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Liberty Mutual Fire Insurance issued workers’ compensation and general liability insurance policies to Shea Homes (Shea) since 2010.

Shea, a residential real estate developer, maintains an owner-controlled insurance program called the Shea Homes Partnership Insurance Program (SHPIP). Under the SHPIP, Shea purchases workers’ compensation insurance coverage for contractors enrolled in the program. Enrollment in the SHPIP is mandatory for all contractors working at Shea projects.

Falcon Framing Company, Inc. was an approved Shea trade partner and had been continuously enrolled in the SHPIP since at least 2009. On March 1, 2012, Falcon and Shea entered into a construction contract for the Shea Seaside project in Encinitas, California.

On April 5, 2012, Falcon formed a new corporate entity named FFC, Inc. (FFC). It conducted the same business, at the same office, with the same customers, suppliers, and equipment as Falcon. FFC acquired Falcon’s assets for no consideration and Falcon was dissolved on August 13, 2012.

Falcon did not notify Shea, Orion, or Liberty that they had dissolved Falcon and were continuing their business operations through FFC until August 20, 2012, when Marc Corbitt, an FFC employee suffered catastrophic injuries while working at the Shea Seaside project. At the time of the accident, Falcon had been paid in full for the Seaside project and had paid all of the premiums for the Liberty policy issued to Falcon.

FFC tendered the claim to Liberty and to Zenith, who had issued a worker’s compensation policy to Falcon for work on projects other than Shea jobsites. Liberty denied coverage for the claim. Zenith paid $3,239,003.86, subject to a reservation of rights, to resolve the claim. It then filed an action against Liberty and was awarded the full amount from Liberty. In a prior appeal, the judgment was reversed and remanded.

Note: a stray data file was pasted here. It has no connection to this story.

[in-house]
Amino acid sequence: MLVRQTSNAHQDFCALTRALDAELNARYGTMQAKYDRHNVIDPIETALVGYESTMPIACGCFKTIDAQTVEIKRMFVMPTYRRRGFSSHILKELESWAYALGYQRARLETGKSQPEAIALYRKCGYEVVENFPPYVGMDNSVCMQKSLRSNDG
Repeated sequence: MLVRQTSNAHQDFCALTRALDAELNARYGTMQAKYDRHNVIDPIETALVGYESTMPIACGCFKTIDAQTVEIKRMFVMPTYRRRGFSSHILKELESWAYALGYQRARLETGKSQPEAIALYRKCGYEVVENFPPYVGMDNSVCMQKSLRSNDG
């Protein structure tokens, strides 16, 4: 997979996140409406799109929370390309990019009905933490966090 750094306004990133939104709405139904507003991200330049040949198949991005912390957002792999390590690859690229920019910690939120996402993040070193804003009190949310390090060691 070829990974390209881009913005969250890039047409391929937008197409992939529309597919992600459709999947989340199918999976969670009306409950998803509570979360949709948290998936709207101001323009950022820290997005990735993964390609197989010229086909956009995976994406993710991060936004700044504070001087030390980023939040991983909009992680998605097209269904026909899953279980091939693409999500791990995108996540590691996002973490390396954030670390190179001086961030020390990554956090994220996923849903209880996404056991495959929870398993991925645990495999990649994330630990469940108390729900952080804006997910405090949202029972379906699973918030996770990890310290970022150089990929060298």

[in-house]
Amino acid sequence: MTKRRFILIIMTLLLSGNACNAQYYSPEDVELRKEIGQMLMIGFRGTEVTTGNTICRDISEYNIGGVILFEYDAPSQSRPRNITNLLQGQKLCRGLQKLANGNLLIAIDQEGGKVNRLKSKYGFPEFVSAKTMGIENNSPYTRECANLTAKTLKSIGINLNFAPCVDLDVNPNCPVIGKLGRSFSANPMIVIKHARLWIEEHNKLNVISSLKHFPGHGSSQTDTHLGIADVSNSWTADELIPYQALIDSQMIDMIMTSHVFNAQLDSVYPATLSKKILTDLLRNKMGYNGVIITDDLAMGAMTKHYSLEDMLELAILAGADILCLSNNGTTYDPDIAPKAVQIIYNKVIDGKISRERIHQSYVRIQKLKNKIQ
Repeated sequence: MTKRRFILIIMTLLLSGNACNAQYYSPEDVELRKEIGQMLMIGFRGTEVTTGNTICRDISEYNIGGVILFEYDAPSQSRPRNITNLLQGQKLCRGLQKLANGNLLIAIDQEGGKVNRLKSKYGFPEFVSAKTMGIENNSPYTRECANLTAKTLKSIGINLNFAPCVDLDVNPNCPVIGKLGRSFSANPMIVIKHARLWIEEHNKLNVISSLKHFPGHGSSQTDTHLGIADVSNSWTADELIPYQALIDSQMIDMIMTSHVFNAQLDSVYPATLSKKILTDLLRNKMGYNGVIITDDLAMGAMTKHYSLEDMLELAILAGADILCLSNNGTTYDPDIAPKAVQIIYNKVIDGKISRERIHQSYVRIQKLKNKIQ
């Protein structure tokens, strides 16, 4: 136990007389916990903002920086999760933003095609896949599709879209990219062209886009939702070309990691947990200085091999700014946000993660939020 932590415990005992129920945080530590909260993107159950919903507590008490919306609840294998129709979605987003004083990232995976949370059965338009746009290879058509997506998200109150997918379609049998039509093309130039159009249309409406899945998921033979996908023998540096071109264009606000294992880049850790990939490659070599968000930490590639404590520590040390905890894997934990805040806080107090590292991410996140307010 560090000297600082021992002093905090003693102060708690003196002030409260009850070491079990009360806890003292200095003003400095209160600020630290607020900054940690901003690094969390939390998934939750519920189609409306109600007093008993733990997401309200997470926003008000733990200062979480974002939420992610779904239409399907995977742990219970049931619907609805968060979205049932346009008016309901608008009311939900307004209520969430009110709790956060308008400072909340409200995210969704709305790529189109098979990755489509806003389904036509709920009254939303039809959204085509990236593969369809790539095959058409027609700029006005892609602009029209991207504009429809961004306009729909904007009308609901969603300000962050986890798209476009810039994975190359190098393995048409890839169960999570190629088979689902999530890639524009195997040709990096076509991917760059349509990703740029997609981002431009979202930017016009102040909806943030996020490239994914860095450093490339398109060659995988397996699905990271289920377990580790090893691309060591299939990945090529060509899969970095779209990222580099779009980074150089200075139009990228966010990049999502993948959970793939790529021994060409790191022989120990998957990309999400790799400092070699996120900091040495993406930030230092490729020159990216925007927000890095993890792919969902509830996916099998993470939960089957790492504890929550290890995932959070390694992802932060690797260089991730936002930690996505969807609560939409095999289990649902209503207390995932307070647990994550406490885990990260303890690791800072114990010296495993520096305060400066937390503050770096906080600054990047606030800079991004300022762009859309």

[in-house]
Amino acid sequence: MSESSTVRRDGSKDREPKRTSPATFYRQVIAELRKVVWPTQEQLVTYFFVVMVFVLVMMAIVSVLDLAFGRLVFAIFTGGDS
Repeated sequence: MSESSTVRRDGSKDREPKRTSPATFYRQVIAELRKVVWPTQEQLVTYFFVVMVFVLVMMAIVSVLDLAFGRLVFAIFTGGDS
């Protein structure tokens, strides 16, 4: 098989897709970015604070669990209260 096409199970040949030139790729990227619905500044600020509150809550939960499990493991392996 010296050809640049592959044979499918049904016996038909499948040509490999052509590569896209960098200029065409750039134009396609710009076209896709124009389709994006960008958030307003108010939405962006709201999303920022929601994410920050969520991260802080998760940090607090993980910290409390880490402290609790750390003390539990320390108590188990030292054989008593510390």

After remand, the trial court ruled that the Liberty policy did not provide coverage to FFC for Corbett’s injuries and that Liberty had no obligation to indemnify or reimburse Zenith for sums paid on FFC’s worker’s compensation claim. The Court of Appeal affirmed in the unpublished case of Zenith v. Liberty Mutual Fire Insurance.

FFC is not an insured under the Liberty policy terms. Zenith provides no legal support for its contention that the successor corporation of a named insured employer in a worker’s compensation policy acquires the named insured’s rights under the policy.

Falcon’s failure to notify Liberty of its dissolution and the formation of FFC after the date of the policy’s inception did not extend coverage to FFC. The plain language of the Liberty policy does not provide coverage to FFC.